Fabrizio del Wrongo writes:
I got to thinking about the Femlin after reading this excellent post at Bandsiusetalike.com about the virtues of ’70s-era Playboy and the culture that created it.
The Femlin was the creation of LeRoy Neiman; presumably the name is a play on “gremlin,” a creature whose mischievous spirit the Femlin shared. For years she adorned the pages of Playboy’s “Party Jokes” feature. Does she still? I almost don’t want to know the answer.
Although minimalist of design and somewhat roughly rendered, the Femlin really stands for something, doesn’t she? Equal parts Bettie Page and Tinkerbell, she embodies the non-maternal traits that men desire in women. She’s sexy (duh), fun, great at making and taking jokes, and helpful. Most importantly, she’s keen to please and take care of her man: Neiman often shows her tending to his wardrobe or toilet, and she is more pleased by these attentions than is their beneficiary (he bemusedly tolerates her).
In the early ’80s Playboy eulogized the Femlin thusly:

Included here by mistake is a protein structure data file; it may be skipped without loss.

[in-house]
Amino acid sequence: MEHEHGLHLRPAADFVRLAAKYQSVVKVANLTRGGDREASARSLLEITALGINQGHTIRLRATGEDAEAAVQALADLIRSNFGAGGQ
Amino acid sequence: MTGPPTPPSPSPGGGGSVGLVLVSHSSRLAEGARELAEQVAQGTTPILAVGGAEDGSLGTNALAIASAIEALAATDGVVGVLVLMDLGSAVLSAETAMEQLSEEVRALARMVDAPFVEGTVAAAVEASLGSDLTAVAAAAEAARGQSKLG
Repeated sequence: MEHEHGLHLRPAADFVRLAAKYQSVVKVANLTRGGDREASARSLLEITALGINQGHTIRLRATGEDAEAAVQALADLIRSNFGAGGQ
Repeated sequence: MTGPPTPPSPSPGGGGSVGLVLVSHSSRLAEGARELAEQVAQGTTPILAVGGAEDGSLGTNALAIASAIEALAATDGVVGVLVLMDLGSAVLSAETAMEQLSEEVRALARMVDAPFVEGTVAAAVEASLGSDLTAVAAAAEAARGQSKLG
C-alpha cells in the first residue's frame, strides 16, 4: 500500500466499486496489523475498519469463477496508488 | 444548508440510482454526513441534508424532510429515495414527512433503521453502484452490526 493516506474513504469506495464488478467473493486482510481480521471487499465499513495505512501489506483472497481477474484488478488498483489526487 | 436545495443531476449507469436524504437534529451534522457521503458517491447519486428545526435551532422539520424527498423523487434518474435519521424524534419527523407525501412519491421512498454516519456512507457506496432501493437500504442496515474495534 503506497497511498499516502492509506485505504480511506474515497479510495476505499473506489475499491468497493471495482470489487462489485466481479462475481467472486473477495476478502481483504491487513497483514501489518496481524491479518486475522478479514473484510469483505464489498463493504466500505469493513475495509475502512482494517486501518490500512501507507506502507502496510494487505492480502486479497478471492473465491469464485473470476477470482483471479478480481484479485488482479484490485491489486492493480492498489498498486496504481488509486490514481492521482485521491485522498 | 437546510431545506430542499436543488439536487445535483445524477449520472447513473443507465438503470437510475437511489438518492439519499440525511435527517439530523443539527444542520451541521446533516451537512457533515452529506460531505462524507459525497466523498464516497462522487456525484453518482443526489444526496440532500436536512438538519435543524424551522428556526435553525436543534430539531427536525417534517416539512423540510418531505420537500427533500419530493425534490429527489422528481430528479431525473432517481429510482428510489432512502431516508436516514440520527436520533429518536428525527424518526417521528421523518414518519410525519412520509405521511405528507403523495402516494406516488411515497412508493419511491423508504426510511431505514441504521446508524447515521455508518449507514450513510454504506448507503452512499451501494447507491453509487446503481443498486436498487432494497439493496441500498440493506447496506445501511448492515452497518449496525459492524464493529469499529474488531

From the beginning, the Femlin has retained her basic personality, but she has changed with the times. She started out as nothing more than a party girl, but lately, she has roller-skated and manipulated pocket calculators. She’s also been getting outdoors a lot — carving her initials into trees or picking flowers. As Neiman says, “She’s an all-American girl.” (You mean there’s no Femlin in the Kremlin?) Anyway, many saucy returns to the saucy little lady who proves the adage that good things do come in small packages.
There’s something joyous and comforting about the Femlin. Even as a kid, I loved to see her. Today, I fear most people would take her as an opportunity for a diatribe concerning sexism. What can you do?